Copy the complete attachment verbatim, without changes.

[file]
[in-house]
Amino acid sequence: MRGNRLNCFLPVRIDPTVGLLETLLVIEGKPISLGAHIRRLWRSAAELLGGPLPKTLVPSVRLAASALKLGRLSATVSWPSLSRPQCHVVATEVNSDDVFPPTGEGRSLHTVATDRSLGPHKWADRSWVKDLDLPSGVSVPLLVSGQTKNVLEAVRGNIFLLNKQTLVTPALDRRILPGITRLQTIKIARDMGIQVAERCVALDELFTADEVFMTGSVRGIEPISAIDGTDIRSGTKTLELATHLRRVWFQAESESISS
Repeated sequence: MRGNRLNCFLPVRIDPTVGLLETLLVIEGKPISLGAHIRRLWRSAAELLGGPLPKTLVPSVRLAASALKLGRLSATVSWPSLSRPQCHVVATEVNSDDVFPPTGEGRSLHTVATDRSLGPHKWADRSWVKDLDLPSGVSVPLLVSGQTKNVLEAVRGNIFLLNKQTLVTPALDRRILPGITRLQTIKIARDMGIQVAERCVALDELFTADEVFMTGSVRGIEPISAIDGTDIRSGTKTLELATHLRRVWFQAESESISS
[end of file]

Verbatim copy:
[in-house]
Amino acid sequence: MRGNRLNCFLPVRIDPTVGLLETLLVIEGKPISLGAHIRRLWRSAAELLGGPLPKTLVPSVRLAASALKLGRLSATVSWPSLSRPQCHVVATEVNSDDVFPPTGEGRSLHTVATDRSLGPHKWADRSWVKDLDLPSGVSVPLLVSGQTKNVLEAVRGNIFLLNKQTLVTPALDRRILPGITRLQTIKIARDMGIQVAERCVALDELFTADEVFMTGSVRGIEPISAIDGTDIRSGTKTLELATHLRRVWFQAESESISS
Repeated sequence: MRGNRLNCFLPVRIDPTVGLLETLLVIEGKPISLGAHIRRLWRSAAELLGGPLPKTLVPSVRLAASALKLGRLSATVSWPSLSRPQCHVVATEVNSDDVFPPTGEGRSLHTVATDRSLGPHKWADRSWVKDLDLPSGVSVPLLVSGQTKNVLEAVRGNIFLLNKQTLVTPALDRRILPGITRLQTIKIARDMGIQVAERCVALDELFTADEVFMTGSVRGIEPISAIDGTDIRSGTKTLELATHLRRVWFQAESESISS